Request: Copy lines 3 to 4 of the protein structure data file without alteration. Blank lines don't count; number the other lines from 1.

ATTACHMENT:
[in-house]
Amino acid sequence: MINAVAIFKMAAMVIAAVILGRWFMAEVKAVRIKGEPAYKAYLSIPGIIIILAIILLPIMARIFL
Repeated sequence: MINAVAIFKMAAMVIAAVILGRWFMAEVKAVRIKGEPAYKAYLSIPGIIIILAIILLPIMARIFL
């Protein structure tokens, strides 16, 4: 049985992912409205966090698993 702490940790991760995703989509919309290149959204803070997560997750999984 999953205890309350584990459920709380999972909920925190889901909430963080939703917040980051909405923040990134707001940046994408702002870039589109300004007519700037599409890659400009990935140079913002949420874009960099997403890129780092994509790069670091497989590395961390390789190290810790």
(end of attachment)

Repeated sequence: MINAVAIFKMAAMVIAAVILGRWFMAEVKAVRIKGEPAYKAYLSIPGIIIILAIILLPIMARIFL
């Protein structure tokens, strides 16, 4: 049985992912409205966090698993 702490940790991760995703989509919309290149959204803070997560997750999984 999953205890309350584990459920709380999972909920925190889901909430963080939703917040980051909405923040990134707001940046994408702002870039589109300004007519700037599409890659400009990935140079913002949420874009960099997403890129780092994509790069670091497989590395961390390789190290810790």